“It’s a good feeling to know that I have a chance to develop a drug that could help people with acne,” Pornpattananangkul said.

The new delivery system includes gold nanoparticles attached to surfaces of lauric-acid-filled “nano-bombs.” The scientists said the gold nanoparticles keep the nano-bombs — artificially made microscopic sacs into which the lauric acid can be packaged — from fusing together. The nanoparticles also help the liposomes locate acne-causing bacteria based on the skin’s microenvironment, including pH.

Once the liposomes reach the bacterial membranes, the acidic microenvironment causes the gold nanoparticles to drop off, allowing the lauric acid to kill the bacteria.

The research appeared in the March edition of the journal Nano.

Discovery and crew return to Earth

CAPE CANAVERAL, Fla., April 20 (UPI) — Space shuttle Discovery touched down safely and on schedule Tuesday at the Kennedy Space Center, ending its 15-day mission to the International Space Station.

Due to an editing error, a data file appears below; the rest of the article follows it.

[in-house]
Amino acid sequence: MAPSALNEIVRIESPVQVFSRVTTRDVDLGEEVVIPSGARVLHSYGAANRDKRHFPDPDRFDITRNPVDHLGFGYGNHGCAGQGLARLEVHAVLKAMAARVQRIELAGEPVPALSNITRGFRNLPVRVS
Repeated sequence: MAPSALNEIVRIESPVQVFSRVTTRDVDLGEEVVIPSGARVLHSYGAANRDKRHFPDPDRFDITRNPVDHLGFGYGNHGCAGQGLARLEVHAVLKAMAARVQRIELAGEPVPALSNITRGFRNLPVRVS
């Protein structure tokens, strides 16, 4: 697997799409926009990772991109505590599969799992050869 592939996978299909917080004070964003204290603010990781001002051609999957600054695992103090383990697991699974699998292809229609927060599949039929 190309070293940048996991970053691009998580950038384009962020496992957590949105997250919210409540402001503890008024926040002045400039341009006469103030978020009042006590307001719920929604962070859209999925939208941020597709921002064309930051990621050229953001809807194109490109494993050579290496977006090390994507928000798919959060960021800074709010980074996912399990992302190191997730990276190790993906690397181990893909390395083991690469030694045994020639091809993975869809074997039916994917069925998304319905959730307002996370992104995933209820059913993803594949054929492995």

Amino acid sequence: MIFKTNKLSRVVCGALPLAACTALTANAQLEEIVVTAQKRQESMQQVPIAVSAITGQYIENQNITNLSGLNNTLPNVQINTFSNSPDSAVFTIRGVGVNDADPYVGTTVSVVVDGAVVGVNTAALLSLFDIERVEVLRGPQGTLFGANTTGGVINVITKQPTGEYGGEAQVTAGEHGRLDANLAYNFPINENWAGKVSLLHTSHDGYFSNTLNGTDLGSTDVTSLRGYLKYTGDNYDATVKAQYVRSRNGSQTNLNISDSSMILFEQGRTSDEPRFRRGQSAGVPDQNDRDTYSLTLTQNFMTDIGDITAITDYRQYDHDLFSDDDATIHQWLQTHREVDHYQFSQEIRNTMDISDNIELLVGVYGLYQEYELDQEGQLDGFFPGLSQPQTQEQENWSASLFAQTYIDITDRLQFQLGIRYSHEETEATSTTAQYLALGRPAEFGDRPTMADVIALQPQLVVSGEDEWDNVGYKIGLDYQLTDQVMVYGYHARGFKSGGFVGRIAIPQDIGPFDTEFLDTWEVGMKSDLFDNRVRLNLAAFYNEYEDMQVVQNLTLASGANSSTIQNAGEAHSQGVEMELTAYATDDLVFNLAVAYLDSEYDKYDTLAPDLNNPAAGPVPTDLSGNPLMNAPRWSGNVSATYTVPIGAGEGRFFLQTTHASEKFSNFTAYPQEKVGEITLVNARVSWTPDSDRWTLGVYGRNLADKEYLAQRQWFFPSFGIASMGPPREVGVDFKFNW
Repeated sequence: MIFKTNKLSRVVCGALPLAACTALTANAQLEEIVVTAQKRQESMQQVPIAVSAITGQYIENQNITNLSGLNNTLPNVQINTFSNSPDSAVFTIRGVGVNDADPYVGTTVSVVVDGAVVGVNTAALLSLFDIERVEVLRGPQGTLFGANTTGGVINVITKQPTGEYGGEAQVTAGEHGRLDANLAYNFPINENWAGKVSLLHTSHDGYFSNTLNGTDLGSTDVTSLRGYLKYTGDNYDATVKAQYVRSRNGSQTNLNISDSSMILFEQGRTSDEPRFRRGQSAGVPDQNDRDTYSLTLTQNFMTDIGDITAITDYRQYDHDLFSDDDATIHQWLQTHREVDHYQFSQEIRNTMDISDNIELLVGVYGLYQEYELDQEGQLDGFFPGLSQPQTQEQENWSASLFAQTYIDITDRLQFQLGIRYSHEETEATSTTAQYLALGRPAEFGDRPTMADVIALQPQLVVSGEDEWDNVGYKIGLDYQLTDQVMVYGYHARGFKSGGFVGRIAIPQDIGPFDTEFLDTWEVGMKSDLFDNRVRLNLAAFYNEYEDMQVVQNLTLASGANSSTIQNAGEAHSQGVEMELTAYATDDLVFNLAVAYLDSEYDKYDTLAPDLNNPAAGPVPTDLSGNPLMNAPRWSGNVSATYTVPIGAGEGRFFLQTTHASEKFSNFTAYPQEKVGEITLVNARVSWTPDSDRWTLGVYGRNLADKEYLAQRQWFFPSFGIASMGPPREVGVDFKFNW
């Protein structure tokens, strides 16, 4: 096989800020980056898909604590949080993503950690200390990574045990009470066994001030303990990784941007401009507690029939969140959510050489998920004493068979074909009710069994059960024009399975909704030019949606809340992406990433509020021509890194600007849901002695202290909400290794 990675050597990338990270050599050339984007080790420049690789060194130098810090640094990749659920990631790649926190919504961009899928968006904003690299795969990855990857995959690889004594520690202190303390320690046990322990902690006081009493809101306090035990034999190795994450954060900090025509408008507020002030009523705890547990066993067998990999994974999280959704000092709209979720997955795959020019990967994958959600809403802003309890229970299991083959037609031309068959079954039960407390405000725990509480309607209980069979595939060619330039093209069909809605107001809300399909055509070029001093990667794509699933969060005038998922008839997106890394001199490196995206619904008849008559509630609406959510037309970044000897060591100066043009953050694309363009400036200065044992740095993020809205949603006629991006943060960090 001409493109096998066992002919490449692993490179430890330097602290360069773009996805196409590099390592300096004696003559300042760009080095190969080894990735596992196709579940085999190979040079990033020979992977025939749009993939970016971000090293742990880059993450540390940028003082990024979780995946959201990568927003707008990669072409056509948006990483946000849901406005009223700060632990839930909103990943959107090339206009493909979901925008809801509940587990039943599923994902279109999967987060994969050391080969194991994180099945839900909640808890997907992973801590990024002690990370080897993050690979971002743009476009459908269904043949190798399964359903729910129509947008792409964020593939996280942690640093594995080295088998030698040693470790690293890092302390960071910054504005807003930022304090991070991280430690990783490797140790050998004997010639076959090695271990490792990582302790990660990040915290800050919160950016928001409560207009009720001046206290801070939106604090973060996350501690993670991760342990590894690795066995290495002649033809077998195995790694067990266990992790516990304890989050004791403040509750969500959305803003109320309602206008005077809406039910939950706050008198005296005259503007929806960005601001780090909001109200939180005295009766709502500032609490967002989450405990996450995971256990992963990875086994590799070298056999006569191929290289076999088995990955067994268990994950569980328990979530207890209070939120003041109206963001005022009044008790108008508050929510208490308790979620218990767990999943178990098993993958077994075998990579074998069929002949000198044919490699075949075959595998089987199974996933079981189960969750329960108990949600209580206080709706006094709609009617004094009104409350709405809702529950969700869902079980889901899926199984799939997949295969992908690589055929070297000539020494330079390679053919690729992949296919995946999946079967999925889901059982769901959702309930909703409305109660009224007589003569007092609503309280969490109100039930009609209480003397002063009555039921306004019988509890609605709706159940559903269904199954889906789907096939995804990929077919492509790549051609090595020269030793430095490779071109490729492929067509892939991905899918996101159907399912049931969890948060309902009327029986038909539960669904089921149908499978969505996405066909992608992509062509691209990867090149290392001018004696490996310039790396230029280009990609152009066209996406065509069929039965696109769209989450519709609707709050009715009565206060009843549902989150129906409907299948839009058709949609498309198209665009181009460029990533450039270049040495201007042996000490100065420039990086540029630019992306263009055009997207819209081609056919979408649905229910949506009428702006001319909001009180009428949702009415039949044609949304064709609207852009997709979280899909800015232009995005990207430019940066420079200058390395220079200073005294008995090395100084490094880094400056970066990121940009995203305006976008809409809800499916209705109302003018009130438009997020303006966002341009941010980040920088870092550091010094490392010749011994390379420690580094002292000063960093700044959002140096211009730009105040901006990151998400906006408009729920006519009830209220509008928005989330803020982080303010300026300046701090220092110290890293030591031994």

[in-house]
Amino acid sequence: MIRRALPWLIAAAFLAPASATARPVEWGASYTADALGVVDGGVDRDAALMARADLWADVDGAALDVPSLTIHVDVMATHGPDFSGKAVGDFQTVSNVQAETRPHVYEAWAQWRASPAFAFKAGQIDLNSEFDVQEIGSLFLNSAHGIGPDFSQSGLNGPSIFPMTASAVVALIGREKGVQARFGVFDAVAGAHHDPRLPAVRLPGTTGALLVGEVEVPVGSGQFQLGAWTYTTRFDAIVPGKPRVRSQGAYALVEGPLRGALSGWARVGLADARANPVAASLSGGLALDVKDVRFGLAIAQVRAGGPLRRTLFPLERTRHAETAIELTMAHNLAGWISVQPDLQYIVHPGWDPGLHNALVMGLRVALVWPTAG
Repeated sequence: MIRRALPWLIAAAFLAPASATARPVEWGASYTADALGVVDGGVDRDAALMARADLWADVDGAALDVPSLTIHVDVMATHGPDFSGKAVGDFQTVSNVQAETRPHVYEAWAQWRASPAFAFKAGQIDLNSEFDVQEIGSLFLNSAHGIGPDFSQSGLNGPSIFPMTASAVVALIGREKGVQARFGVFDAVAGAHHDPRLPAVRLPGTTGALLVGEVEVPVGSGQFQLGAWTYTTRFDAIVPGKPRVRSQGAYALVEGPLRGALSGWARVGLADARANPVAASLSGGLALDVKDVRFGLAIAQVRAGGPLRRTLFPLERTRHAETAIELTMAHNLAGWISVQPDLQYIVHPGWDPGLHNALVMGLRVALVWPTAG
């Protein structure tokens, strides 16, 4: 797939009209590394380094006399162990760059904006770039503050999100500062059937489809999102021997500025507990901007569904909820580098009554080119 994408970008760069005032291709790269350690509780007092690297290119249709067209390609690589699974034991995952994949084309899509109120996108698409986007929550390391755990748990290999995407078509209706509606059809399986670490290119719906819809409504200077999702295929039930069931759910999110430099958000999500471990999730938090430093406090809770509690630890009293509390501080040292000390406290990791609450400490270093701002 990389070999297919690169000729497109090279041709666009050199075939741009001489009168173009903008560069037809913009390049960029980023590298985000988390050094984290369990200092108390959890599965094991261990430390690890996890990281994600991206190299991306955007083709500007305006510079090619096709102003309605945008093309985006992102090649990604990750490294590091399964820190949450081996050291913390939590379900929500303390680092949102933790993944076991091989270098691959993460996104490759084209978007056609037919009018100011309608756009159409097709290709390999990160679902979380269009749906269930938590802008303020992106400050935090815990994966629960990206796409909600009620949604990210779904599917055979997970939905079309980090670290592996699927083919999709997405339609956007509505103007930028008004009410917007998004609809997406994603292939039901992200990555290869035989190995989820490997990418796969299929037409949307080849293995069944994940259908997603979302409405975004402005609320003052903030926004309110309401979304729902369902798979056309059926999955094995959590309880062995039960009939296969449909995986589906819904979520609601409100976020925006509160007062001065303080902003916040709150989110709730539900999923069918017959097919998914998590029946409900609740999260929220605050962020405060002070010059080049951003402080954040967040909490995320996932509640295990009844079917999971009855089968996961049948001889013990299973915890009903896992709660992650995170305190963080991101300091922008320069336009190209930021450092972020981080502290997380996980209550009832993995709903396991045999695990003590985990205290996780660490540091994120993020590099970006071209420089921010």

The shuttle landed about 9:08 a.m. EDT traveling at slightly more than 200 mph after flying southeastward over a large portion of the United States, crossing over or near Vancouver, Canada, before overflying Helena, Mont., Casper, Wyo., Tulsa, Okla., Montgomery, Ala., and Gainesville, Fla., en route to Cape Canaveral.

Monday’s landing attempts in Florida were foiled by unacceptable cloudiness over the space center, but Entry Flight Director Bryan Lunney and his team cleared the shuttle for landing as conditions improved early Tuesday.

The STS-131 crew was awakened at 10:21 p.m. Monday as mission controllers in Houston played “On the Road Again” by Willie Nelson for astronauts Alan Poindexter, James Dutton Jr. Dorothy Metcalf-Lindenburger, Rick Mastracchio, Stephanie Wilson, Clayton Anderson and Japanese Space Agency astronaut Naoko Yamazaki.